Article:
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Something from Nothing: The Baja Joe Interview

What do you think about the violence going on in the border towns? How safe is travel in Mexico?

It’s safer to come to Mexico, I think, than it is to drive through some parts of our big cities in the United States. There’s much more violence and killing going on there. The drug problem in mainland Mexico and the border towns is an issue, but there’s no problem traveling in Mexico if you use your head.

If you cross the border in the morning and you head south for four or five hours, it’s very safe. I’ve been traveling down here many years, and I have a lot of friends who travel a lot, and nobody has had any real problems.  If anything down here happens to an American or Canadian, it’s all over the news, where if they broadcasted every murder in an American city the same way, you would never go to that city.

Photo Courtesy Baja Joe's

Can you tell us about the Baja Paws project?

Well, I’ll let Angie talk about that, since it’s her deal.

Angie: It started out when a friend asked me to get a friend’s dog spayed. It was such a great deal when this dog stopped having puppies because she was having eight puppies three times a year. It evolved into this thing where we started raising funds and getting all the local dogs spayed. When all the kiteboarders are here, we try to place dogs with them, but that’s not really our mission. That’s just an extra.

We want the dogs to become pets, and spaying and neutering is very successful at making these animals pets. Instead of being tied to a tree in the yard, they get to come down to the beach. It’s totally successful, and we have five dogs on the waiting list right now. We probably do about 25 a year. It’s $60-$80 to have a dog spayed, and the average daily wage here is $20-$40, so it just doesn’t get done. They dump the females and keep the males. Now the girl dogs are finding homes. It saves a lot of dogs from suffering.

Photo Paul Porter

Do you still windsurf?

I pretty much kiteboard 98% of the time, but I still windsurf every once in awhile on a big day like today. I still have my gear out there in the sail shed, so I go out sometimes to have a little fun and to see if I can still do it, but each year, I get a little more rusty on doing a jibe. But definitely, kiteboarding is my main sport.

Do you think there are still places like La Ventana out there that have yet to be discovered by kiteboarders?

I don’t think there’s a place like this that has as consistent of a wind. There are a lot of places up and down the Sea of Cortez that are definitely kitable on the El Norte days, but they don’t have the thermal and the island Venturi effect. Of course, there are also a lot of places on the West Coast where you can do it, but I don’t see anywhere that has the potential of this place.

This is a pretty exceptional place. How many places are there where the wind comes up at 11 and backs off at sunset? It blows when you want it to blow. You don’t have to get up early and go out before breakfast, and it doesn’t bother you at night unless it’s an extreme El Norte.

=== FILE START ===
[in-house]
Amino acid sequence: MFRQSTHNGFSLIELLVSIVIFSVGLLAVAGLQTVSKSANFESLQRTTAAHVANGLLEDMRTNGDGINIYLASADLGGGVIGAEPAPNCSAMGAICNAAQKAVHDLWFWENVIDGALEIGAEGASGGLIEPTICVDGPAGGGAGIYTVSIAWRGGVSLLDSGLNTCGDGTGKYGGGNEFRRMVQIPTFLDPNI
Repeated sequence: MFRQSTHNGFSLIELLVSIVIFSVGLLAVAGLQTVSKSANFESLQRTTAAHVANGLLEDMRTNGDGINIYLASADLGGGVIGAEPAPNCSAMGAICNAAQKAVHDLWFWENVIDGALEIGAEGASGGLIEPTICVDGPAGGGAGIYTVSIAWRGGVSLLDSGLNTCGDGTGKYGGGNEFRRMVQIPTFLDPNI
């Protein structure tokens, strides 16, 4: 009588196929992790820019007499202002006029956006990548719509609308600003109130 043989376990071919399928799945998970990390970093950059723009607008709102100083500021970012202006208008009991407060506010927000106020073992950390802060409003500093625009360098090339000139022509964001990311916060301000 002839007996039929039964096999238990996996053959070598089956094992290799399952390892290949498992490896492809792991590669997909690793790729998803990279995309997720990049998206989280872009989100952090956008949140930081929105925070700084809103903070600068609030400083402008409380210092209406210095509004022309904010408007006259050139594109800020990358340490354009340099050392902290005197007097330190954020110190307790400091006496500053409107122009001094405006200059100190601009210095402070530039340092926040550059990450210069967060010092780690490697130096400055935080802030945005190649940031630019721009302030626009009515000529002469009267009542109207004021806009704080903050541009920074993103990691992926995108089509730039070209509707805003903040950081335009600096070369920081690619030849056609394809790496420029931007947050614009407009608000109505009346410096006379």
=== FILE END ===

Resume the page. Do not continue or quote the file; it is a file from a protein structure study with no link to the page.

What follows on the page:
A lot of people seem worried that La Ventana will become too developed and the unique feel of this place will die if larger resorts are built. What’s your take on that? Are the resources here even capable of supporting much more development?

I don’t think we’ll get really big like Cabo San Lucas because of the wind. The only people who enjoy this place are the people who do windsports. I don’t see it getting that far out of hand. I think it will stay at a low-key level for a long time.

No big developer would want to come in here, because there’s a short season, and the people from Cabo don’t like La Ventana because it’s too windy, so we’re not going to get that kind of crowd. The wind blows them all back to Cabo. We have fisherman in the summertime, but that’s an off-season here. People want to go someplace warm in the wintertime.

With resources, people are always worried about the water here, but the biosphere, which is a nearby wilderness area in the mountains, gets up to 35 inches of rain every year. That water comes out of the mountains and goes underground under these arroyos that go through Los Planes. They have thousands of acres of farms over there, so they have a lot of water.

I do a lot of dirt bike riding and I can go up into the mountains behind La Ventana and see a lot of water up in the canyons. There’s more resources here than most people realize. A lot of people have the attitude of, “Well I built my house here, now don’t let anybody else build their house.” I think we’re going to grow, but not really fast. I think you are always going to have pros and cons about places growing. People want things to stay the same, but you can’t stop progress. You might as well go with it.

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